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The most memorable moments of Ben Crenshaw’s two Masters victories happened on the greens. That’s only fitting, since Crenshaw is regarded as one of golf’s all-time greatest putters.

Crenshaw created the first of these indelible images in 1984, when he holed a long, sweeping birdie putt on Augusta National’s 10th green in the final round. The second came on the 18th hole in 1995, with Crenshaw breaking down after the clinching putt just a week removed from the death of his mentor, Harvey Penick.

Naturally, “Gentle Ben” credits Penick for helping him develop the most envied stroke in golf -- and Penick’s guidance had nothing to do with technique.

An 11-year-old Crenshaw was on the practice green at Austin Country Club with a dozen or so balls, putting each one from the same spot to the same cup, when out strolled Penick. Crenshaw picks up the story: “He said, ‘That’s good for just that particular putt right there.’ He said, ‘You’ll never have that putt again the rest of your life... Go putt to other holes.’

“That’s the only way you get imagination and feel.”

The directive was in line with another pearl of Penick wisdom. “He said, ‘Never try to look like anyone else when you’re putting,’” Crenshaw recalls. “You have to be yourself when you putt.”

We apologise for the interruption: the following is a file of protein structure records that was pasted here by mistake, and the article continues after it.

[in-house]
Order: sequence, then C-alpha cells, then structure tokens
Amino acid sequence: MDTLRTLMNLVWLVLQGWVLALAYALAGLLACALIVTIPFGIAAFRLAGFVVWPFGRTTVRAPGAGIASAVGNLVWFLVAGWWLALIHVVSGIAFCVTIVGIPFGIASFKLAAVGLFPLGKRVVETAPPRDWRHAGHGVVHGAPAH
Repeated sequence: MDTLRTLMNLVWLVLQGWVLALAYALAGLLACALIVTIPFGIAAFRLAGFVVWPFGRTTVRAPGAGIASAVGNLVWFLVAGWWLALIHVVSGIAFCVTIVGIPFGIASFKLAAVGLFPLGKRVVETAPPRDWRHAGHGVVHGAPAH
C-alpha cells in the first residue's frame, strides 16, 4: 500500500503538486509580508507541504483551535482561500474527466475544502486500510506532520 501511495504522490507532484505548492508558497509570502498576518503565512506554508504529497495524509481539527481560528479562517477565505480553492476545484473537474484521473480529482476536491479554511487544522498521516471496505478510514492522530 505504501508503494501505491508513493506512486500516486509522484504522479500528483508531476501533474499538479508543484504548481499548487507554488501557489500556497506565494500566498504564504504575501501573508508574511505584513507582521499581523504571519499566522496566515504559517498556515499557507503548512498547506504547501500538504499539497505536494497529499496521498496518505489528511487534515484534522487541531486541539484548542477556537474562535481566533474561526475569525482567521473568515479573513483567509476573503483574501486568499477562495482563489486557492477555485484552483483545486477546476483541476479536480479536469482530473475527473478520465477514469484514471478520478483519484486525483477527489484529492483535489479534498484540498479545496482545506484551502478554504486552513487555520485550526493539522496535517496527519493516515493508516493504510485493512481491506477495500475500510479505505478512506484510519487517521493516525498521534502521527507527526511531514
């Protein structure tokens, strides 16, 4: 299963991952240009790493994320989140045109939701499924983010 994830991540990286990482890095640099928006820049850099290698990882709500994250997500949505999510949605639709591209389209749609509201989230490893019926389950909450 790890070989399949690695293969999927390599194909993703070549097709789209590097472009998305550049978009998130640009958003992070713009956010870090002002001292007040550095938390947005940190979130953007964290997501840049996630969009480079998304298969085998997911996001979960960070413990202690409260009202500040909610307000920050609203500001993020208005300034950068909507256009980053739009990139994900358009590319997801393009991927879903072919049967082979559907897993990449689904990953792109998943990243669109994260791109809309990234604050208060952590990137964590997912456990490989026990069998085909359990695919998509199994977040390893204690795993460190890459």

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Crenshaw clearly took those words to heart. His stroke is one of a kind, a long, flowing motion which rolls the ball with perfect pace, time after time. Crenshaw is especially adept from mid-range to long distance, his putts trickling toward the hole and dying just over the lip, or within tap-in length.

His prowess on the greens helped Crenshaw overcome a tendency toward wildness off the tees. After a celebrated amateur career in which he won the NCAA individual title three times, Crenshaw went on to claim 19 PGA Tour titles. He was inducted into the World Golf Hall of Fame in 2002 and continues to compete on the Champions Tour when he’s not designing amazing golf courses with partner Bill Coore.

What it looks like: Crenshaw’s long putts seem to flow toward the hole, usually taking the maximum break as he aims to roll the ball just far enough to reach the cup.

How Crenshaw does it: His setup and stroke, as you’d expect for a “feel” putter, are highly individualized. Crenshaw aligns his feet and shoulders left of the target, with his hands well forward of the putter head and more weight on his left side than his right. Crenshaw swings the putter back very slowly, focusing on a smooth tempo. His forward stroke mirrors this silky, unhurried pace. 

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How you can do it: Gentle Ben’s key recommendation to amateurs: Lighten up on your grip pressure to the point where the putter feels heavy. This allows the putter to swing, pendulum like, rather than the hands and arms forcing it back and through. “It should be held as a delicate instrument,” Crenshaw says, “because you’re doing delicate work.”

Other critical points include striking the ball solidly and keeping your head still throughout the stroke. That’s about the extent of Crenshaw’s technical advice. Otherwise, it’s all about comfort and feel. 

“Putting is fingers and hands and eyes, and imagination,” Crenshaw says. Pay more attention to pace than line, and try to roll long putts right up to the hole.

Above all, Crenshaw says, “Be natural.” In other words, don’t get caught up in mechanics. You’ll three-putt less often and sink the occasional bomb.